Very large text size "There's a war going on. There's real fighting going on. Every fing day. Never-before-seen combat footage shows what it is like to be in the trenches in My Fighting Season. Michael J.
MacLeod In , Myers and his comrades were part of a hastily assembled new unit comprised mostly of new recruits with no combat experience, and they were given no time to cohere in non-combat assignments. Instead, they were thrown into action against committed foreign Taliban fighters.
What follows in the first instalment of this six-part series is perhaps as close as most Australian civilians will get to real experience of battle. Advertisement The body-camera footage makes the flat desert landscape leap and dance as soldiers sprint for cover under sudden machine-gun fire.
When they reach the relative safety of old bomb craters or earthen village walls, their microphones capture the gasps of exertion that come from running for one's life under the weight of a kilogram pack. Then an unseen but resounding explosion — followed by radio silence from the soldiers on the other side of the village — brings minutes of gut-churning uncertainty.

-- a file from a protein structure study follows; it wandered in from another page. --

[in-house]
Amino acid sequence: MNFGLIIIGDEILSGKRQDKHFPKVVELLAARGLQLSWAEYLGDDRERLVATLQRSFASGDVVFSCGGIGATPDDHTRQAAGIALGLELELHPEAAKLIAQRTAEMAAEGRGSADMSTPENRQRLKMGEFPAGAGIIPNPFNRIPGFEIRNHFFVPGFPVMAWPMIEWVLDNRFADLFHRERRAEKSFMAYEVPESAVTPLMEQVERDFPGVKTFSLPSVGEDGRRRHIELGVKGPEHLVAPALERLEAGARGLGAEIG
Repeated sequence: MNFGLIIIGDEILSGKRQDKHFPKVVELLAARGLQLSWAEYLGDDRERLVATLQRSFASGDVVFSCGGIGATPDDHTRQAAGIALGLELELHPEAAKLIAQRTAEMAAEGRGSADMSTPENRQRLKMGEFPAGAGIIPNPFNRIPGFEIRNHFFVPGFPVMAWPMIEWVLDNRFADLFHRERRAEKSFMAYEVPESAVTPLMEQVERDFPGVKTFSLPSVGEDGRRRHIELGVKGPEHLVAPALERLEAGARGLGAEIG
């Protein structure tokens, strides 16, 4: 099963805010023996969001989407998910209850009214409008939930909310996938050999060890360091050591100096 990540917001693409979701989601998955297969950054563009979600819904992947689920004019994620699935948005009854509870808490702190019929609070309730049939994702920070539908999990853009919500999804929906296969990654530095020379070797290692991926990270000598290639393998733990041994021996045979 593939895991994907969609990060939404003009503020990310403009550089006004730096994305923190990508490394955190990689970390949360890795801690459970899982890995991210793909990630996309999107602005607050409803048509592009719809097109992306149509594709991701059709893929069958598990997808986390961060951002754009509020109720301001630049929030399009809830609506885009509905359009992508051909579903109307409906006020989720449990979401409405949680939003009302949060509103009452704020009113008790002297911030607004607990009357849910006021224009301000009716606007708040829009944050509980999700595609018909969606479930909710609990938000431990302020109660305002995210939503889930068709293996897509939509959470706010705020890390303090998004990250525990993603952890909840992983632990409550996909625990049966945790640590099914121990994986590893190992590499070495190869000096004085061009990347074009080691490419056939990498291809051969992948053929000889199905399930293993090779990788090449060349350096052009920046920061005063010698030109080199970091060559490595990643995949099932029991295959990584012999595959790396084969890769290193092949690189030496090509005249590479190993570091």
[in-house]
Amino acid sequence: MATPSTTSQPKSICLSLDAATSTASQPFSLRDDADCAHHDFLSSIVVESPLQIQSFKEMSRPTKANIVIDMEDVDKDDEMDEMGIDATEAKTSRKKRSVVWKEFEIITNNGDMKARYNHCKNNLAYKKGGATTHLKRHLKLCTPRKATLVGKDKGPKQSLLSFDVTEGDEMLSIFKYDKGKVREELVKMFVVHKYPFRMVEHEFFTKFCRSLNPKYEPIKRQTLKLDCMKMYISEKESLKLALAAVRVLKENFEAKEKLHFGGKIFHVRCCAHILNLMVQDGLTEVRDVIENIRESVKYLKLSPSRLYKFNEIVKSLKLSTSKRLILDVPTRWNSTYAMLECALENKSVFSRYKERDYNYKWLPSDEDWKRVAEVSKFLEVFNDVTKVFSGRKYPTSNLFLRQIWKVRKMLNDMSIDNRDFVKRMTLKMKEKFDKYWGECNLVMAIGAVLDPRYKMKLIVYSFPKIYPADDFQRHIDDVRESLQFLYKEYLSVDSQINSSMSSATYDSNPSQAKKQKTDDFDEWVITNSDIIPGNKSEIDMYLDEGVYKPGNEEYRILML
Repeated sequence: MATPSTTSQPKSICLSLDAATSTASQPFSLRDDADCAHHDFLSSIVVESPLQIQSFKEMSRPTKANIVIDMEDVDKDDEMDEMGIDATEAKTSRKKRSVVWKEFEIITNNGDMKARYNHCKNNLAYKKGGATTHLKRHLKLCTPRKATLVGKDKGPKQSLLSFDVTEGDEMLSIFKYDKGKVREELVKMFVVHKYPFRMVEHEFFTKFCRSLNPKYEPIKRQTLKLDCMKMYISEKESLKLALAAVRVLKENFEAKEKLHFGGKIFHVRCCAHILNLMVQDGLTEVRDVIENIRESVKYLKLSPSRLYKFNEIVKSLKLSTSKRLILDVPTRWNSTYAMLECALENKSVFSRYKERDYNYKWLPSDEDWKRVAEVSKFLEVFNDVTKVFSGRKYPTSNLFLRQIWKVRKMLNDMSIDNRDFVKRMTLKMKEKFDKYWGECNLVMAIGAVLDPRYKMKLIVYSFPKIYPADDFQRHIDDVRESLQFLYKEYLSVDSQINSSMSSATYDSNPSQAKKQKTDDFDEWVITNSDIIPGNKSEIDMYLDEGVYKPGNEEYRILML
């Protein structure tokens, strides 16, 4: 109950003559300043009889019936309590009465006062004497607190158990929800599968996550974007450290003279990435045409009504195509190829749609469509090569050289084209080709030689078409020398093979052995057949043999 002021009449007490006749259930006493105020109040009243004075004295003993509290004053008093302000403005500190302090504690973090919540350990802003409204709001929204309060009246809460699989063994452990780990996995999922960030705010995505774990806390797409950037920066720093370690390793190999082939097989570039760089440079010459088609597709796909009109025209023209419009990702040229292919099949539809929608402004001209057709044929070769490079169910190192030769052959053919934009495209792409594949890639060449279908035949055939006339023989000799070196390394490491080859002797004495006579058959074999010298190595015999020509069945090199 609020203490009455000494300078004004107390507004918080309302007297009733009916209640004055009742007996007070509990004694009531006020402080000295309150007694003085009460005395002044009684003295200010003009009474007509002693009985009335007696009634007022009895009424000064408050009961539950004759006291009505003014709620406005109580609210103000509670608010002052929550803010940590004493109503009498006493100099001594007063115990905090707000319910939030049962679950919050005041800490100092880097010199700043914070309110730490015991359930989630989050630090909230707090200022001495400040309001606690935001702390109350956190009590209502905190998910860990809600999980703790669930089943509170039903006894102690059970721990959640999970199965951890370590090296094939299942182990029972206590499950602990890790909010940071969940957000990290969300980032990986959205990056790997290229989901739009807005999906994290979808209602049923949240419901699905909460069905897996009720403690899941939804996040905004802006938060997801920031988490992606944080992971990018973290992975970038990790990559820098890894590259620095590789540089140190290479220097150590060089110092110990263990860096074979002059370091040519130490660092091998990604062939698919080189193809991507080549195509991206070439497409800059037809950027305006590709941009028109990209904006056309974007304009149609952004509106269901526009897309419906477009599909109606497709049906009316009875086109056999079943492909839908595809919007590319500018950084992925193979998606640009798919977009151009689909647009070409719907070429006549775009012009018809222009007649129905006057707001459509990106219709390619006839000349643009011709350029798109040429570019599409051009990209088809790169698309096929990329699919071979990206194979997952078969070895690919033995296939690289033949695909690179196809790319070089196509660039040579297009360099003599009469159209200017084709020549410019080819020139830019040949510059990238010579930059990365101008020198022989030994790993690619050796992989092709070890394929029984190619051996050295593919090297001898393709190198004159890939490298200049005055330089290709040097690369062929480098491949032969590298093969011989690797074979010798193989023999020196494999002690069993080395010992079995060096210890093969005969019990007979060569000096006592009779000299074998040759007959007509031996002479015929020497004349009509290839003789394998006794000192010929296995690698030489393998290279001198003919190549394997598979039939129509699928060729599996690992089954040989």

Have they all been killed by an IED?
Years later, safely seated in a stateside TV studio, individual soldiers add more detail with their own recollections about such things as the long, sharp wooden thorns they impaled themselves on when diving for cover, the difficulty of getting cumbersome unmanned aerial vehicles aloft under machine-gun fire, and the frustration of trying to get to grips with an enemy that wears no uniform and makes clever use of hit-and-run tactics.
The series treats the soldiers and their experiences with respect and without sensationalism — not that it needs the body-camera action to be any more sensational.
It also gives the viewer a chance to wind down watching the soldiers blowing off steam afterwards. Not all viewers, though will end up as philosophical as Sergeant Braden Matejek, who was awarded the Purple Heart after being wounded in this battle.
Recalling how he gave a little Afghan girl a Pop-Tart only to watch her feed it to her younger brother, he characterises Afghanistan as "one of the best worst places to be".
That's one way of looking at it. Most Viewed in Culture.